“This award will enable us to work with community leaders to understand the long-term needs of their regions  and to help grow businesses that create jobs and provide avenues to economic opportunity for individuals and families, particularly those with low-incomes, who live there.” –Betsy Biemann, CEO, CEI

The project partners working with CEI Capital Management have shared numerous testimonials highlighting the economic benefits that they have experienced because of New Markets projects. This summer, the owners and employees of St. Croix Tissue in rural Baileyville, Maine celebrated the grand opening of a new papermaking facility with state-of-the-art equipment that positions the company to be successful in a globally competitive market. As a result, the project not only creates 80 new, skilled jobs, it preserves hundreds more, keeping livelihoods intact, and creating a ripple effect that benefits the entire region.

Similarly, Premium Peanut in Georgia is using the program to build a shelling facility for 225 member farms, and help them to access market opportunities. Through guaranteed contracts and profit distribution, farms will see better overall profitability and smooth out the vagaries of boom and bust cycles that are notorious in the peanut industry.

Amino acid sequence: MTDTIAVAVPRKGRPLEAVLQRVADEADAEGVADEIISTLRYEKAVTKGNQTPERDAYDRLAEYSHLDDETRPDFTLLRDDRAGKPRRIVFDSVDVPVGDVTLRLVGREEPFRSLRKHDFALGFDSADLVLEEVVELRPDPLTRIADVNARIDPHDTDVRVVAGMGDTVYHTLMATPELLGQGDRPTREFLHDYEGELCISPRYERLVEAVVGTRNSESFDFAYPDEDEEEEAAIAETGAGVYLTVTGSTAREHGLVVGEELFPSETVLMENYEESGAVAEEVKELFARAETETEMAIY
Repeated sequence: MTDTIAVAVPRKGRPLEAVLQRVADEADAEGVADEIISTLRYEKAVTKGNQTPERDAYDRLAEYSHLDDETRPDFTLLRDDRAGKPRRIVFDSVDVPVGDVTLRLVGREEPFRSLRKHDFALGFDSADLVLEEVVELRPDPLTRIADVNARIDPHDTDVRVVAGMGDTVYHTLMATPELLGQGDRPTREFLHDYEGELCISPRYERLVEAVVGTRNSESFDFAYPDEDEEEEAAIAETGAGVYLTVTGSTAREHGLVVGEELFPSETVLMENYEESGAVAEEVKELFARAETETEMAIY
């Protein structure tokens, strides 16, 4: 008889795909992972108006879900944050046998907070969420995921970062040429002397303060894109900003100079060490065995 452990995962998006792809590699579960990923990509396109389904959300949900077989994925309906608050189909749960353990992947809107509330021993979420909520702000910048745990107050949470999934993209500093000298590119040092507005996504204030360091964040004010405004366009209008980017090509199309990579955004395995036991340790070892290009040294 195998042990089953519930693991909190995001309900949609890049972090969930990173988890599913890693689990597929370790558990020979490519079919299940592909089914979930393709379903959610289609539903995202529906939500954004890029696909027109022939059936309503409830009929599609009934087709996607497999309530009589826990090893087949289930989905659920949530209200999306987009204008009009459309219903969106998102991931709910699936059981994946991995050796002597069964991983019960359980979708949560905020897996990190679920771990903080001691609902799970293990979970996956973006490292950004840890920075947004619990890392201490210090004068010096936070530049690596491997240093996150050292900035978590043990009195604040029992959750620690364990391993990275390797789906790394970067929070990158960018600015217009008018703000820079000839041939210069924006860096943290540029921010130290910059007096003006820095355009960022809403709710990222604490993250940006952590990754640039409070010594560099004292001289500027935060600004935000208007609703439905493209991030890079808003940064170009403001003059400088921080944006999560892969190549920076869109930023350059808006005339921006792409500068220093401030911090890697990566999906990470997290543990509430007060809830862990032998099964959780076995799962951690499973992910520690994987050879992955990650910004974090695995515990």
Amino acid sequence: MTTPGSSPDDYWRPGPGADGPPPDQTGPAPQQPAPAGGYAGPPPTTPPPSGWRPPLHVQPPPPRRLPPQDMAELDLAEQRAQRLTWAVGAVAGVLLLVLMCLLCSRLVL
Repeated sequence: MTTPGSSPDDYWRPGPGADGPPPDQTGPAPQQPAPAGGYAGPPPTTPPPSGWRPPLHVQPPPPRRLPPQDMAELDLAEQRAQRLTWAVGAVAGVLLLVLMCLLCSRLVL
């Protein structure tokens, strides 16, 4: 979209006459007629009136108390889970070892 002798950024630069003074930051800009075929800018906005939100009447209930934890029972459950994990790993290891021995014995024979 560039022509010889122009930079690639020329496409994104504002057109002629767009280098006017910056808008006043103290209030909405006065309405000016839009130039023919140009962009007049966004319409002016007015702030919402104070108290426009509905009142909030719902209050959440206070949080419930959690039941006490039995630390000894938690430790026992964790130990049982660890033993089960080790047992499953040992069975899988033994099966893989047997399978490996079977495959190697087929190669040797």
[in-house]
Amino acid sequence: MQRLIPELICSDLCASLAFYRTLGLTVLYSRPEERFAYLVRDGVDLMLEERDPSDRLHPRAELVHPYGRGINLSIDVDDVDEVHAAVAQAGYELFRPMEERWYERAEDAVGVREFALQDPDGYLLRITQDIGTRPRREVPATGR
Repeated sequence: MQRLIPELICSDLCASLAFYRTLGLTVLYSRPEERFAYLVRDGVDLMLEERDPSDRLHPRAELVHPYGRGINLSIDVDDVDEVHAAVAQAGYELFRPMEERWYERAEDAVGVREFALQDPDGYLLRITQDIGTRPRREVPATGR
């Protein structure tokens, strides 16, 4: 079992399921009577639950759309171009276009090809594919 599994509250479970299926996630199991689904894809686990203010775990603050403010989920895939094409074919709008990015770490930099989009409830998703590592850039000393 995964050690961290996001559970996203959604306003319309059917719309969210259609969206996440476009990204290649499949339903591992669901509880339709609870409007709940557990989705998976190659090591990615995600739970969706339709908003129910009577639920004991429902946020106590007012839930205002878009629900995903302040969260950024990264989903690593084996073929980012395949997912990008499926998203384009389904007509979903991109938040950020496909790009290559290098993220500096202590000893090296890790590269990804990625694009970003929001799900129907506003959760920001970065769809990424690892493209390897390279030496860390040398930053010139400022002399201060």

On the island of Lana’i, Hawaii, CEI Capital Management worked with the community health center to open its doors, bringing affordable, on-island healthcare, including maternity services, to the local population.

The new allocation announced today will be deployed to projects in rural places that create or preserve jobs and further contribute to revitalizing the community.

Renovation of Neglected Rosa True School Expands Affordable Housing Options in Portland

October 25, 2016—As the proverb goes, big things often come in small packages. For Portland developer Kevin Bunker, the City of Portland, Maine Housing, and Coastal Enterprises, Inc. (CEI), the historic Rosa True School in the city’s East End represents not just an architecturally important building, but a resource to society as well.